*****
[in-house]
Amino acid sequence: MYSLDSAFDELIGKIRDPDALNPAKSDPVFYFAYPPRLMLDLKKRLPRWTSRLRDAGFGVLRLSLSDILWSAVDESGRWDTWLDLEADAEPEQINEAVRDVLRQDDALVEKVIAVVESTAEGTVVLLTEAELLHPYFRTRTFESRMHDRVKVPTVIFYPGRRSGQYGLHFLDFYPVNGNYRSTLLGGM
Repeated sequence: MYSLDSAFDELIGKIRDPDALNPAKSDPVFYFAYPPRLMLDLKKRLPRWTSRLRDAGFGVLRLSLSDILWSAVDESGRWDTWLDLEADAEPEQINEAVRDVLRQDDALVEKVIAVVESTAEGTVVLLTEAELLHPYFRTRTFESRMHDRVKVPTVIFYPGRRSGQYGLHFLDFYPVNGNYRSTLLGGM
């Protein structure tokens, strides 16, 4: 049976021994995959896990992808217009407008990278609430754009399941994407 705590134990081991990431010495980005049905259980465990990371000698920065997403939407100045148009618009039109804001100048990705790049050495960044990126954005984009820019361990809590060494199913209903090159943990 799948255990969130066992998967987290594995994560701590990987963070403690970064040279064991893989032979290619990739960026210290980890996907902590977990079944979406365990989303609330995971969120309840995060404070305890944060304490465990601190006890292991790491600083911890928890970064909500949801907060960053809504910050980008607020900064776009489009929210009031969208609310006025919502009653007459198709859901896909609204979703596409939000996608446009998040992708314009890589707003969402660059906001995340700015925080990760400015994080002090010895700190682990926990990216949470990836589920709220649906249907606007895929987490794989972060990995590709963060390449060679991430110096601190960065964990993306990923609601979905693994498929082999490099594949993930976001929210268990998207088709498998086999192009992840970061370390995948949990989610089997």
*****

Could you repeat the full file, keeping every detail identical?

[in-house]
Amino acid sequence: MYSLDSAFDELIGKIRDPDALNPAKSDPVFYFAYPPRLMLDLKKRLPRWTSRLRDAGFGVLRLSLSDILWSAVDESGRWDTWLDLEADAEPEQINEAVRDVLRQDDALVEKVIAVVESTAEGTVVLLTEAELLHPYFRTRTFESRMHDRVKVPTVIFYPGRRSGQYGLHFLDFYPVNGNYRSTLLGGM
Repeated sequence: MYSLDSAFDELIGKIRDPDALNPAKSDPVFYFAYPPRLMLDLKKRLPRWTSRLRDAGFGVLRLSLSDILWSAVDESGRWDTWLDLEADAEPEQINEAVRDVLRQDDALVEKVIAVVESTAEGTVVLLTEAELLHPYFRTRTFESRMHDRVKVPTVIFYPGRRSGQYGLHFLDFYPVNGNYRSTLLGGM
């Protein structure tokens, strides 16, 4: 049976021994995959896990992808217009407008990278609430754009399941994407 705590134990081991990431010495980005049905259980465990990371000698920065997403939407100045148009618009039109804001100048990705790049050495960044990126954005984009820019361990809590060494199913209903090159943990 799948255990969130066992998967987290594995994560701590990987963070403690970064040279064991893989032979290619990739960026210290980890996907902590977990079944979406365990989303609330995971969120309840995060404070305890944060304490465990601190006890292991790491600083911890928890970064909500949801907060960053809504910050980008607020900064776009489009929210009031969208609310006025919502009653007459198709859901896909609204979703596409939000996608446009998040992708314009890589707003969402660059906001995340700015925080990760400015994080002090010895700190682990926990990216949470990836589920709220649906249907606007895929987490794989972060990995590709963060390449060679991430110096601190960065964990993306990923609601979905693994498929082999490099594949993930976001929210268990998207088709498998086999192009992840970061370390995948949990989610089997």